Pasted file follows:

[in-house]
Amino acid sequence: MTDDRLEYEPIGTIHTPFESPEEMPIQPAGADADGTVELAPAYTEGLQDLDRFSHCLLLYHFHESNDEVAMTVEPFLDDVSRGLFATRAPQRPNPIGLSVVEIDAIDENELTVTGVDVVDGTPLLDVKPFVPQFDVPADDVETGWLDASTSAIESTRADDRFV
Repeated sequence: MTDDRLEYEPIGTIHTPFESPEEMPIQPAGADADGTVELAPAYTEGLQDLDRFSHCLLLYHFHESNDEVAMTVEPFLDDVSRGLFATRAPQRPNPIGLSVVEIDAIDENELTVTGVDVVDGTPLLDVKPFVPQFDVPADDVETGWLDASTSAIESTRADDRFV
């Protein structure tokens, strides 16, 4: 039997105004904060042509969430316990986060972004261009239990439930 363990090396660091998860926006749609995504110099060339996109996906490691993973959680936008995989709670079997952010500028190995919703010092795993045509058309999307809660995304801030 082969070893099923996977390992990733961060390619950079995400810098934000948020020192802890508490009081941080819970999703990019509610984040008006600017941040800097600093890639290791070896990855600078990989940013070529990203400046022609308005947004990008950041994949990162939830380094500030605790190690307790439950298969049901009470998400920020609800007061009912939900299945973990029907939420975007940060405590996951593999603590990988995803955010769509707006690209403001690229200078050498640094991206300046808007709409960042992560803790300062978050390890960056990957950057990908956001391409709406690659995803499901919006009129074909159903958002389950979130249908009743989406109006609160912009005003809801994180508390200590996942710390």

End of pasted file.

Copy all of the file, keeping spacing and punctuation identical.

[in-house]
Amino acid sequence: MTDDRLEYEPIGTIHTPFESPEEMPIQPAGADADGTVELAPAYTEGLQDLDRFSHCLLLYHFHESNDEVAMTVEPFLDDVSRGLFATRAPQRPNPIGLSVVEIDAIDENELTVTGVDVVDGTPLLDVKPFVPQFDVPADDVETGWLDASTSAIESTRADDRFV
Repeated sequence: MTDDRLEYEPIGTIHTPFESPEEMPIQPAGADADGTVELAPAYTEGLQDLDRFSHCLLLYHFHESNDEVAMTVEPFLDDVSRGLFATRAPQRPNPIGLSVVEIDAIDENELTVTGVDVVDGTPLLDVKPFVPQFDVPADDVETGWLDASTSAIESTRADDRFV
């Protein structure tokens, strides 16, 4: 039997105004904060042509969430316990986060972004261009239990439930 363990090396660091998860926006749609995504110099060339996109996906490691993973959680936008995989709670079997952010500028190995919703010092795993045509058309999307809660995304801030 082969070893099923996977390992990733961060390619950079995400810098934000948020020192802890508490009081941080819970999703990019509610984040008006600017941040800097600093890639290791070896990855600078990989940013070529990203400046022609308005947004990008950041994949990162939830380094500030605790190690307790439950298969049901009470998400920020609800007061009912939900299945973990029907939420975007940060405590996951593999603590990988995803955010769509707006690209403001690229200078050498640094991206300046808007709409960042992560803790300062978050390890960056990957950057990908956001391409709406690659995803499901919006009129074909159903958002389950979130249908009743989406109006609160912009005003809801994180508390200590996942710390």